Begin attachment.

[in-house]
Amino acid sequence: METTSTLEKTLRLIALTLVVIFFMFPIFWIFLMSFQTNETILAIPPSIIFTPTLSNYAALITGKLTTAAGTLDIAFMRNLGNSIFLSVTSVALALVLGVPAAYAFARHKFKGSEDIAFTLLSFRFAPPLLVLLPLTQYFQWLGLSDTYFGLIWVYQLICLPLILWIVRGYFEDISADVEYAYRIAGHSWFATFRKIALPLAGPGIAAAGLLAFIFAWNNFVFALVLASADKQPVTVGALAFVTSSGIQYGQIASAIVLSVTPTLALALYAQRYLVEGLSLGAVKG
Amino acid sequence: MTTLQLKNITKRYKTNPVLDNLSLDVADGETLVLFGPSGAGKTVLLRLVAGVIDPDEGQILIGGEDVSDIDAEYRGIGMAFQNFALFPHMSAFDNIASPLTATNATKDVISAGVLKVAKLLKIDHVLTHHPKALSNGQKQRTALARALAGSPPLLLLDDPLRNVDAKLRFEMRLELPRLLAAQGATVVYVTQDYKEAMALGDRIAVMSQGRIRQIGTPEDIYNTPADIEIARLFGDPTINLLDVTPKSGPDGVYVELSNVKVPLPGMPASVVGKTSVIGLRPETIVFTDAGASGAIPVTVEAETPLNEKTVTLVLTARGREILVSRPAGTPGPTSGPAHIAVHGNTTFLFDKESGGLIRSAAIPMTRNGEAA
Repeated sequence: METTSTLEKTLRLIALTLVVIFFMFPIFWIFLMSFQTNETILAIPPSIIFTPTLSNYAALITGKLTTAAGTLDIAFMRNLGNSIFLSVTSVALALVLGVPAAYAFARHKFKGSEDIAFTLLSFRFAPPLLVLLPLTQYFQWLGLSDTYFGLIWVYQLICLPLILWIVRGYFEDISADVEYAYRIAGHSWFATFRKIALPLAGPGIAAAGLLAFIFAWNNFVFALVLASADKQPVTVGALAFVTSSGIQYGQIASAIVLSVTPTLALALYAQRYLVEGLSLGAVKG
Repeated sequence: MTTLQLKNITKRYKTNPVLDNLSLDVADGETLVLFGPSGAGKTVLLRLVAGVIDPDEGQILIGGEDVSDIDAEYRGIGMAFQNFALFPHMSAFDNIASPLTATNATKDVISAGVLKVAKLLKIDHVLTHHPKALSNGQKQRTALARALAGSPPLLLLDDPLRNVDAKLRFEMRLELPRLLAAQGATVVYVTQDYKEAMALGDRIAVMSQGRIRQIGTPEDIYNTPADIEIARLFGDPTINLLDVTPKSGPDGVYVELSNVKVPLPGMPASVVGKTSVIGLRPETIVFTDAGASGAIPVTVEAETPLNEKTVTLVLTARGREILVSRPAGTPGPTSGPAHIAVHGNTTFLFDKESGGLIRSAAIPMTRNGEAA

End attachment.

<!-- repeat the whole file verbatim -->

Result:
[in-house]
Amino acid sequence: METTSTLEKTLRLIALTLVVIFFMFPIFWIFLMSFQTNETILAIPPSIIFTPTLSNYAALITGKLTTAAGTLDIAFMRNLGNSIFLSVTSVALALVLGVPAAYAFARHKFKGSEDIAFTLLSFRFAPPLLVLLPLTQYFQWLGLSDTYFGLIWVYQLICLPLILWIVRGYFEDISADVEYAYRIAGHSWFATFRKIALPLAGPGIAAAGLLAFIFAWNNFVFALVLASADKQPVTVGALAFVTSSGIQYGQIASAIVLSVTPTLALALYAQRYLVEGLSLGAVKG
Amino acid sequence: MTTLQLKNITKRYKTNPVLDNLSLDVADGETLVLFGPSGAGKTVLLRLVAGVIDPDEGQILIGGEDVSDIDAEYRGIGMAFQNFALFPHMSAFDNIASPLTATNATKDVISAGVLKVAKLLKIDHVLTHHPKALSNGQKQRTALARALAGSPPLLLLDDPLRNVDAKLRFEMRLELPRLLAAQGATVVYVTQDYKEAMALGDRIAVMSQGRIRQIGTPEDIYNTPADIEIARLFGDPTINLLDVTPKSGPDGVYVELSNVKVPLPGMPASVVGKTSVIGLRPETIVFTDAGASGAIPVTVEAETPLNEKTVTLVLTARGREILVSRPAGTPGPTSGPAHIAVHGNTTFLFDKESGGLIRSAAIPMTRNGEAA
Repeated sequence: METTSTLEKTLRLIALTLVVIFFMFPIFWIFLMSFQTNETILAIPPSIIFTPTLSNYAALITGKLTTAAGTLDIAFMRNLGNSIFLSVTSVALALVLGVPAAYAFARHKFKGSEDIAFTLLSFRFAPPLLVLLPLTQYFQWLGLSDTYFGLIWVYQLICLPLILWIVRGYFEDISADVEYAYRIAGHSWFATFRKIALPLAGPGIAAAGLLAFIFAWNNFVFALVLASADKQPVTVGALAFVTSSGIQYGQIASAIVLSVTPTLALALYAQRYLVEGLSLGAVKG
Repeated sequence: MTTLQLKNITKRYKTNPVLDNLSLDVADGETLVLFGPSGAGKTVLLRLVAGVIDPDEGQILIGGEDVSDIDAEYRGIGMAFQNFALFPHMSAFDNIASPLTATNATKDVISAGVLKVAKLLKIDHVLTHHPKALSNGQKQRTALARALAGSPPLLLLDDPLRNVDAKLRFEMRLELPRLLAAQGATVVYVTQDYKEAMALGDRIAVMSQGRIRQIGTPEDIYNTPADIEIARLFGDPTINLLDVTPKSGPDGVYVELSNVKVPLPGMPASVVGKTSVIGLRPETIVFTDAGASGAIPVTVEAETPLNEKTVTLVLTARGREILVSRPAGTPGPTSGPAHIAVHGNTTFLFDKESGGLIRSAAIPMTRNGEAA